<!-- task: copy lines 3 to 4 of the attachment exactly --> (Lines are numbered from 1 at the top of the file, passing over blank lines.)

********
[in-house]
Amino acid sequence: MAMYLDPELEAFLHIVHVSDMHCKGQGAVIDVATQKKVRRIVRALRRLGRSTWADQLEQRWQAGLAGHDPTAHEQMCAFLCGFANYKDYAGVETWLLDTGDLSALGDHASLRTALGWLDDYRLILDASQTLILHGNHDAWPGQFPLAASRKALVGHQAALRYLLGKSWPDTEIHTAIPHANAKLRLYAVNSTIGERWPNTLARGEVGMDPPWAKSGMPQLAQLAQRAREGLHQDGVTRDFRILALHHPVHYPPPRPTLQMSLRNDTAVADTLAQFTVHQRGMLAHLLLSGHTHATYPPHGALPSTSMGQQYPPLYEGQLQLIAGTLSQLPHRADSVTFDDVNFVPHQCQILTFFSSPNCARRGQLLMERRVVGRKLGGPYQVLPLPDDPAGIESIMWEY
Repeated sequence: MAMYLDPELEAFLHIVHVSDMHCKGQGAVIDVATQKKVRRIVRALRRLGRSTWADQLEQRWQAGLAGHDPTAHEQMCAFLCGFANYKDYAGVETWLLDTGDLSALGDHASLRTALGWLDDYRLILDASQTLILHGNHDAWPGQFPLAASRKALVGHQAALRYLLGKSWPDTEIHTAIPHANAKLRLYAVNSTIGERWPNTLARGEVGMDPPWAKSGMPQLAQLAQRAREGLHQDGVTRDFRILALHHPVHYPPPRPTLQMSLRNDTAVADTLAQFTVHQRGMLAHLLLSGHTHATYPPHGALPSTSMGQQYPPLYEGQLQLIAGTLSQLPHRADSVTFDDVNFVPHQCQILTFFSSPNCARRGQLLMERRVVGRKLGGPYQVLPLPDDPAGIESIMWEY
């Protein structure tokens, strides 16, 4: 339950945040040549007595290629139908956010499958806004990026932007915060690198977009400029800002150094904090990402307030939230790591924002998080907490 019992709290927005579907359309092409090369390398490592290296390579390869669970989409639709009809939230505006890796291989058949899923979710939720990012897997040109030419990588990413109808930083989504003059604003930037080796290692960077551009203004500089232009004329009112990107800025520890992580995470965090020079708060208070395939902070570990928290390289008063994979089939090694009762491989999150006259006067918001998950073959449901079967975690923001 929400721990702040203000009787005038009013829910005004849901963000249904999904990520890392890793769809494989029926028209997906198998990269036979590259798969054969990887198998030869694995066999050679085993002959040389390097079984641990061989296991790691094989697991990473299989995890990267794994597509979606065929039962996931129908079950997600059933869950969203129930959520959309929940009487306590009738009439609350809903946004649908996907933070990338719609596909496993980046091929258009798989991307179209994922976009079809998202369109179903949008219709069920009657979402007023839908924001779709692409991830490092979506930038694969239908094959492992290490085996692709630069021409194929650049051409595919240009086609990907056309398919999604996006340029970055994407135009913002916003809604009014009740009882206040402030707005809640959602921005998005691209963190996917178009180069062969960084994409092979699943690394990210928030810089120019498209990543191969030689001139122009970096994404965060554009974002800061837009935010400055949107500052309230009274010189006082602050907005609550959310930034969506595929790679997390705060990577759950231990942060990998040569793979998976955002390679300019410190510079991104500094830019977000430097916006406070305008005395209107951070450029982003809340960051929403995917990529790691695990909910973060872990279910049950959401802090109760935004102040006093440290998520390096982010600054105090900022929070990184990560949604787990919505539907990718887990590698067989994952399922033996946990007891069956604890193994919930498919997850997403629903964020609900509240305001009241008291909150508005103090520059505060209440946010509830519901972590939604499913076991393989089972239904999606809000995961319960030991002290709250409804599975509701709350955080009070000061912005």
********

Repeated sequence: MAMYLDPELEAFLHIVHVSDMHCKGQGAVIDVATQKKVRRIVRALRRLGRSTWADQLEQRWQAGLAGHDPTAHEQMCAFLCGFANYKDYAGVETWLLDTGDLSALGDHASLRTALGWLDDYRLILDASQTLILHGNHDAWPGQFPLAASRKALVGHQAALRYLLGKSWPDTEIHTAIPHANAKLRLYAVNSTIGERWPNTLARGEVGMDPPWAKSGMPQLAQLAQRAREGLHQDGVTRDFRILALHHPVHYPPPRPTLQMSLRNDTAVADTLAQFTVHQRGMLAHLLLSGHTHATYPPHGALPSTSMGQQYPPLYEGQLQLIAGTLSQLPHRADSVTFDDVNFVPHQCQILTFFSSPNCARRGQLLMERRVVGRKLGGPYQVLPLPDDPAGIESIMWEY
């Protein structure tokens, strides 16, 4: 339950945040040549007595290629139908956010499958806004990026932007915060690198977009400029800002150094904090990402307030939230790591924002998080907490 019992709290927005579907359309092409090369390398490592290296390579390869669970989409639709009809939230505006890796291989058949899923979710939720990012897997040109030419990588990413109808930083989504003059604003930037080796290692960077551009203004500089232009004329009112990107800025520890992580995470965090020079708060208070395939902070570990928290390289008063994979089939090694009762491989999150006259006067918001998950073959449901079967975690923001 929400721990702040203000009787005038009013829910005004849901963000249904999904990520890392890793769809494989029926028209997906198998990269036979590259798969054969990887198998030869694995066999050679085993002959040389390097079984641990061989296991790691094989697991990473299989995890990267794994597509979606065929039962996931129908079950997600059933869950969203129930959520959309929940009487306590009738009439609350809903946004649908996907933070990338719609596909496993980046091929258009798989991307179209994922976009079809998202369109179903949008219709069920009657979402007023839908924001779709692409991830490092979506930038694969239908094959492992290490085996692709630069021409194929650049051409595919240009086609990907056309398919999604996006340029970055994407135009913002916003809604009014009740009882206040402030707005809640959602921005998005691209963190996917178009180069062969960084994409092979699943690394990210928030810089120019498209990543191969030689001139122009970096994404965060554009974002800061837009935010400055949107500052309230009274010189006082602050907005609550959310930034969506595929790679997390705060990577759950231990942060990998040569793979998976955002390679300019410190510079991104500094830019977000430097916006406070305008005395209107951070450029982003809340960051929403995917990529790691695990909910973060872990279910049950959401802090109760935004102040006093440290998520390096982010600054105090900022929070990184990560949604787990919505539907990718887990590698067989994952399922033996946990007891069956604890193994919930498919997850997403629903964020609900509240305001009241008291909150508005103090520059505060209440946010509830519901972590939604499913076991393989089972239904999606809000995961319960030991002290709250409804599975509701709350955080009070000061912005």